There were a significant percentage of leaders at Boomi who were, at least "on paper", unqualified for the job they were put in. Early on at Boomi we adopted a practice of enabling people who take initiative to take the ball and run with it. More times than not this led to their promotion as they got increasing amounts of responsibility. Several people in this category had never managed people before, and in several cases we hired them right out of school. I was definitely in this category too…I was 24 when I co-founded Boomi in 2000, and when we eventually hired really smart engineers, their favorite thing to do was rewrite all the "founder code".

The vast majority of time this practice worked very well, but why? These people had no experience managing people, growing a team, ensuring peak productivity, etc. yet they managed and grew critical pieces of Boomi’s business as we went from $0 to well past mid–8 figure ARR.

What they lacked in Management 101, they made up for with respect. As these leaders were promoted, sure they hadn’t done performance reviews before, or fired someone, or came up with career development plans, but they knew their shit better than anyone on their team. The people that worked for them saw how competent they were in their particular area, and saw how they could learn from them. Think about all the bosses you have had, would you rather have a polished manager, or a first time manager who treats you well that you can learn a ton from?

There was no ego. No "this ain’t my first rodeo" mentality, no one coming in with bias’s from prior companies that may or may not work at Boomi, and for the most part no real agenda other than “getting shit done”. These leaders wanted to learn, they were open minded, and worked hard and achieved great results. And they naturally looked for those same traits in the people they hired. Really cool to watch.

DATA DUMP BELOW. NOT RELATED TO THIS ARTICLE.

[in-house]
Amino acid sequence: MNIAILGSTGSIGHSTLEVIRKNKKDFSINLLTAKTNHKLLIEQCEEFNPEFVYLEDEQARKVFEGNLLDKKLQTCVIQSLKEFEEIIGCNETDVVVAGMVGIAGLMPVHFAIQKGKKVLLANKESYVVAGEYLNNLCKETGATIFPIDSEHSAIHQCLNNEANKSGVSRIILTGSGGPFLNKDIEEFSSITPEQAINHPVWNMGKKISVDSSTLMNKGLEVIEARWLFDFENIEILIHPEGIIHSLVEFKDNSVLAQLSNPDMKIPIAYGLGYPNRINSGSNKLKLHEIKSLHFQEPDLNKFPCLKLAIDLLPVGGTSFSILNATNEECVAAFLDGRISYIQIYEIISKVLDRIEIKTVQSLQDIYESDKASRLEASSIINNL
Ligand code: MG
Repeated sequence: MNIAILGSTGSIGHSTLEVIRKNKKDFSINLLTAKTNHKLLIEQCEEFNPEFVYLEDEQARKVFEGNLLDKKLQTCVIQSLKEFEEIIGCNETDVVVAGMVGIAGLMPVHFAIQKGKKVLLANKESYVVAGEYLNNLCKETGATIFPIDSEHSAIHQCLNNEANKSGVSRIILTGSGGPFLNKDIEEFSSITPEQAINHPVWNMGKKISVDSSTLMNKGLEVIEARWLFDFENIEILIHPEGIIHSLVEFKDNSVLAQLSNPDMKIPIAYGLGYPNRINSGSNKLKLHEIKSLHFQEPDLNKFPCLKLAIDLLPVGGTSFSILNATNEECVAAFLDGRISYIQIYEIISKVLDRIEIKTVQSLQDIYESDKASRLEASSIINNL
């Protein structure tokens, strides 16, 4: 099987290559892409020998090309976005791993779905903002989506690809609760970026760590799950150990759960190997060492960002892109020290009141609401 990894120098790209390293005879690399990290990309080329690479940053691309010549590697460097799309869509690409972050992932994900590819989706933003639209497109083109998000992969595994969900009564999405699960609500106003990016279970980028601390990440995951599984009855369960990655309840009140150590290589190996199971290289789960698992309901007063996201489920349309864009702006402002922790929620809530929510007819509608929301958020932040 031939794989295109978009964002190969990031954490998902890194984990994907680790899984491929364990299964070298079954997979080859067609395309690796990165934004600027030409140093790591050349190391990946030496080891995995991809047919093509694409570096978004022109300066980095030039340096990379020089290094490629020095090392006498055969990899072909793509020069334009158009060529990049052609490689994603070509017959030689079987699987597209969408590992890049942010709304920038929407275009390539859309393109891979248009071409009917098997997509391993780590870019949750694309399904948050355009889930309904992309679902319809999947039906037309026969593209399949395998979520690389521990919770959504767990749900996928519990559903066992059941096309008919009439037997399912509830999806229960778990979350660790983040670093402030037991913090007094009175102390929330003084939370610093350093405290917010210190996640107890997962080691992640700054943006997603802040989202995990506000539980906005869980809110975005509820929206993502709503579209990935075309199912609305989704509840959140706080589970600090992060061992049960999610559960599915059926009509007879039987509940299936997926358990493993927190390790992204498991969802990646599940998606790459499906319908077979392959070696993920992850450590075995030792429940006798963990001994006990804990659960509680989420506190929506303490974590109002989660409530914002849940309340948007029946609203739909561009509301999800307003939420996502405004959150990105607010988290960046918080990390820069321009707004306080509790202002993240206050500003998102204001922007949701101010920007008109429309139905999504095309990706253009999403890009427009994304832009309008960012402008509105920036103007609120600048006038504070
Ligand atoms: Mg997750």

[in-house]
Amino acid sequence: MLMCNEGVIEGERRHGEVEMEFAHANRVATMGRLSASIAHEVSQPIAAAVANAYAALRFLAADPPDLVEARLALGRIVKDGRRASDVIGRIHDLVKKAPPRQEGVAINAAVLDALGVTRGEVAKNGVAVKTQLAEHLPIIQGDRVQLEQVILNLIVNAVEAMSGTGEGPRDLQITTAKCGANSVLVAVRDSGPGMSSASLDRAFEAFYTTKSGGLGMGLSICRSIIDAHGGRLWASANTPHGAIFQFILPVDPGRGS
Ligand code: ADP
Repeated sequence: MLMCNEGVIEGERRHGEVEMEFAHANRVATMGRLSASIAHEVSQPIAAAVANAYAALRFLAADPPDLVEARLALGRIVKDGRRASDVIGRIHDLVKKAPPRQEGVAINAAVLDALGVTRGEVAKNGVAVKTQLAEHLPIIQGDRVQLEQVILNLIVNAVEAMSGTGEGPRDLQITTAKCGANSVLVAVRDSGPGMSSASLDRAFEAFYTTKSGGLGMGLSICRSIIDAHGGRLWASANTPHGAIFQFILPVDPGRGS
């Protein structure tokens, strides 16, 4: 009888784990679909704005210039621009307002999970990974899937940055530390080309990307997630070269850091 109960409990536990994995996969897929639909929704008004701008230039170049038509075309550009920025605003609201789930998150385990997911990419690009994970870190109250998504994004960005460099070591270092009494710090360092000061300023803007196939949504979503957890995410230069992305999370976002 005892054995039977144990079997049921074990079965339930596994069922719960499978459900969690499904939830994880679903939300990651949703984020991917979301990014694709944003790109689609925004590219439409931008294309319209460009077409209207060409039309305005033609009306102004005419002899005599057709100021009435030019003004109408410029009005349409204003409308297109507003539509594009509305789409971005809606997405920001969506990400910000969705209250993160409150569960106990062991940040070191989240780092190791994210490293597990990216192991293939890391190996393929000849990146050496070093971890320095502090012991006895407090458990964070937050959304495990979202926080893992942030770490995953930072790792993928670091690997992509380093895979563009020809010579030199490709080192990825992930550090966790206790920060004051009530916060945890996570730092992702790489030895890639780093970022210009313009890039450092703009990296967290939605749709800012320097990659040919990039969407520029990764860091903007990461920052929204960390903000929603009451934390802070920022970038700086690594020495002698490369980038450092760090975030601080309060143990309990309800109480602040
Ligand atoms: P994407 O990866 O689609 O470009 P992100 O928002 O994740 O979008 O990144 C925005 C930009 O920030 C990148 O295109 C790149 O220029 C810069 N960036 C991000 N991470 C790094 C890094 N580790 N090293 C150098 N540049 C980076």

As we grew, in several cases we eventually did hire experienced VP’s (they were great too btw ☺) and had our first-time leaders work for them. How do you think the first-timers reacted? Did they feel threatened? Did they leave? Nope. They just kept doing what they were doing. They learned everything they could from their new bosses, and it made them even better. In most cases they are all now doing the same jobs their former bosses were doing!

So here is what I learned about how best to approach this.

  1. It won’t always work, so make it time bound. Not all doers want to be managers once they try it. So when you do the promotion, you both should look at it as a 90 day process, or whatever period of time you feel appropriate. Have the candid conversation up front that you should check in often (weekly or bi-weekly) with each other to see how its going and make sure its a fit for both of you. Just keep this between yourselves though…when you message it internally, don’t put restrictions on the role or call it temporary, because neither of you will get a gauge if it’s working if the team thinks “I may not work for this person in 90 days.” Assume success and announce it like you would any new leader joining the team. And because you had that conversation up front, it will be much less awkward for your leader to return to their former role if it doesn’t work out.

  2. Don’t babysit them. Just because its their first time doesn’t mean you can hand hold them. That drags both of you down. Push them into the pool no matter how cold it is ☺. Of course you need to give them what they need to be successful, but it should be them coming to you for help on specific needs vs. you doing any form of micro management. As the one doing the promotion you have to feel like your workload in that area is decreasing, not spent baby sitting a new leader.

  3. Pay them for the job. Don’t be cheap - just because they are new leaders doesn’t mean you shouldn’t acknowledge their increased responsibility financially (and via equity). Now many startups are cheap because they have to be, so I am not saying pay market, but pay them more than they were making. You will likely time the increase to happen once the trial period is over - communicate that going in too.

  4. Invest in their learning and growth. Obvious for your whole team, but in this case a great option can be to find them a mentor outside the company who has been doing the role they are now doing. So that investment could be time, travel cost, or free coffee for the mentor. Whatever it is, make sure your new leader knows this is important to you and they should prioritize doing it. Many times, because of the attributes I describe above, they either already have a mentor or love the idea and jump on it.

Big hat tip here to all the awesome people I worked with at Boomi, including first time leaders like Mitch Stewart, JJ Ferroni, Ed Macosky, and the Adult Supervision ☺ including Mike West, Bob Moul, Scott Crawford, Kimberly Gress, Diane Ruth, Ralph Hibbs, Sue Vestri, Chris McNabb. There were many more (especially post Dell) so please don’t hate me if I missed you! These folks were my team, my peers, my bosses, and I learned a ton from all of them.

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